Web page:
Mr. Redleaf runs a hedge fund. His lecture centered mostly on efficient markets, the two types of investors that exist, and how he runs his shop. Mr. Redleaf does not believe in the efficiency of markets and describes examples where mispricing and inefficiencies seem to appear; for example, when closed-end funds trade at a discount or premium to the assets they hold, or if a company owns shares in a different company but the value of those shares is not reflected in the stock. One example he gave was when 3Com owned Palm shares.

Mr. Redleaf’s lecture was interesting, but not riveting. What I did like about it and some of the points that interested me were the following:

There are generally two kinds of investors: coupon clippers and security resellers. A coupon clipper is someone who generally analyzes investments from a cash flow perspective. Similar to how bond holders would redeem their coupons and receive the cash flow or interest from their bond holdings. He mentions that Mr. Buffett is a coupon clipper and how Mr. Buffett tends to look for the coupon in equities. Security resellers, on the other hand, are those who buy something and look to resell it at a higher price.

Mr. Redleaf also described the three main concepts his firm uses. The first is that they are coupon clippers. What kind of coupons can we extract is a general philosophy of his. The second is analyzing risk. What’s the worst thing that can go wrong? (By the way he thinks VAR analysis is fundamentally wrong). And lastly, how do we eliminate the risks that we have? He provides an example of these concepts of how his firm may own a high-yield bond and short the stock of the company as a hedge.

I thought the best point made in his lecture was that he likes to think that firms or people get paid to eliminate risk, not for taking it. Overall, I learned something and thought it was interesting. If you have the time, watch it, if not, I think I just outlined his main points.

Friday, November 19, 2010

Mr. Aaron Brown - The Poker Face of Wall Street

I have recently finished reading Mr. Aaron Brown’s book, The Poker Face of Wall Street. I have some mixed emotions about this book. I really liked the economic ideas he presented, but I did not care much for the poker parts. This is because I personally am not interested in poker. However, for those who are interested in poker, I think these parts would be of interest to you. Nonetheless, I did want to read the book, and in the end I am glad I did. I have also added it to my recommended reading list.

I think it would have been better if Mr. Brown separated the subjects of poker and finance into two books. I can understand the relationships between finance and gambling, but I was more interested in his insights on economic history and theory. I enjoyed learning about John Law and Fischer Black’s ideas. I found the section on expected value and utility value interesting. And I can also buy into his thesis that risk and gambling lead to capital concentration and further reinvestment. He did a nice job in all the subjects he discussed. I feel I now have a better understanding of why gambling is important for a society and its economy.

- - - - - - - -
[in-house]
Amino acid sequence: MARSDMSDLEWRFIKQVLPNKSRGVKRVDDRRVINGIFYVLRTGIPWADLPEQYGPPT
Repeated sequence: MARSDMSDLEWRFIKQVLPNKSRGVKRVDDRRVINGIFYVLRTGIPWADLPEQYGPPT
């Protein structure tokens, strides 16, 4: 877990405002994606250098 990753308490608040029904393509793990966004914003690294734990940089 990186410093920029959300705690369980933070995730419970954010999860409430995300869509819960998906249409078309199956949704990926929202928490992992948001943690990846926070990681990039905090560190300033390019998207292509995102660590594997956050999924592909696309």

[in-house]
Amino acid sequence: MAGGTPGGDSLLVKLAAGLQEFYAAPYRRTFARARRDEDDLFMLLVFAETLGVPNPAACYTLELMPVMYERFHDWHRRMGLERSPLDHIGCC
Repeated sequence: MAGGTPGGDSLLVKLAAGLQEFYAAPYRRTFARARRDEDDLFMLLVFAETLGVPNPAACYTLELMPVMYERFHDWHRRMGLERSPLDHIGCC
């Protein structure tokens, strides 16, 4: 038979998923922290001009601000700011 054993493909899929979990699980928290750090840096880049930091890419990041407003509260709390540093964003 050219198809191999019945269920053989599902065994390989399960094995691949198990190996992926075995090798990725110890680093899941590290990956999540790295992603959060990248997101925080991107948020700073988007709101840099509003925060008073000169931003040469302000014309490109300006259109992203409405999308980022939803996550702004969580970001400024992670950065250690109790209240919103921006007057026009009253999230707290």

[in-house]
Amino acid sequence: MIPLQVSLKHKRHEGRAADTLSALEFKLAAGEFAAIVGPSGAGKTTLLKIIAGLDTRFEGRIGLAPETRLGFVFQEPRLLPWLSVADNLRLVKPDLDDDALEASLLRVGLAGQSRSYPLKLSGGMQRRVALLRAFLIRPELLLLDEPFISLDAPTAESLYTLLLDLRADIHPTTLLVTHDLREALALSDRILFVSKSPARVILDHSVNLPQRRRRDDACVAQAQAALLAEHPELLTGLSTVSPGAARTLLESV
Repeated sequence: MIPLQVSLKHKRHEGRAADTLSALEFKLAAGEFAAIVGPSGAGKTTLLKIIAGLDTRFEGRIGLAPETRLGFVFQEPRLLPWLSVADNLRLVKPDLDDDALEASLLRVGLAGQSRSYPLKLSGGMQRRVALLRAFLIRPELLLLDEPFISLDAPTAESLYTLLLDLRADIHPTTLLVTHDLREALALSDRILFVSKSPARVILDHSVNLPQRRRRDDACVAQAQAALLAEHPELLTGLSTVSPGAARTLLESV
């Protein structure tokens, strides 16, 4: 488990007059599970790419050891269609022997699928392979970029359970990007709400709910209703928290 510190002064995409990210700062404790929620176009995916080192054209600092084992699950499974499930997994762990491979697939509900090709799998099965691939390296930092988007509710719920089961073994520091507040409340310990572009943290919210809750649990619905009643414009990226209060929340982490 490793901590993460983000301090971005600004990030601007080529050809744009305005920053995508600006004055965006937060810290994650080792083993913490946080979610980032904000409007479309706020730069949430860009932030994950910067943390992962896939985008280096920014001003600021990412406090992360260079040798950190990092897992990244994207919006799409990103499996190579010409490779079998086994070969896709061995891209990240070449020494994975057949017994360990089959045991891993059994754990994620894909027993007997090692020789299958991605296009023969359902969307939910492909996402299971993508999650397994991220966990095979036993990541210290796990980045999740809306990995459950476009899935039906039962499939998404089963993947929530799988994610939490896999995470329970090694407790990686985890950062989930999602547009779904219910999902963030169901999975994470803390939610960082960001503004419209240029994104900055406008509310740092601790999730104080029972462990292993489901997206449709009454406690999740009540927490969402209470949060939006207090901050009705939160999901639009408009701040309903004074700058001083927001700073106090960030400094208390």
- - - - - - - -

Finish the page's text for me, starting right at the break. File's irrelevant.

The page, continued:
Lastly, Mr. Brown adds detailed references and recommendations of many other books at the end of his book. A good book, in my opinion, stimulates learning and ideas. Mr. Brown’s book did this for me, and I will be reading some of his recommended books in the near future.

Thursday, November 18, 2010

Mr. Barton Biggs and Hedgehogging

Mr. Barton Biggs has written a book called, Hedgehogging. Mr. Biggs used to be the head of Morgan Stanley’s Asset Management business and research groups. He now works for himself at his hedge fund called Traxis Partners LP.

In my opinion, this is not a very catchy title for a book, nonetheless, it really is a very good book to read. When I was younger I worked for a small firm that had close ties to Morgan Stanley and we used the firm for its trading and research. I used to read many research reports, but I remember always wanting to read his research reports and letters to clients.

The book is not a how-to type of book. It is a collection of many stories and ideas that he has gathered over a lifetime of investing. His varied investment experiences and broad thoughts on many topics make the book fun to read and very thought-provoking. I highly recommend it and I am putting in my recommended reading list. I will also be writing about some of the concepts discussed in the book in the near future. Now it’s onto Mr. Soros’ latest book, The Credit Crises of 2008 and What It Means.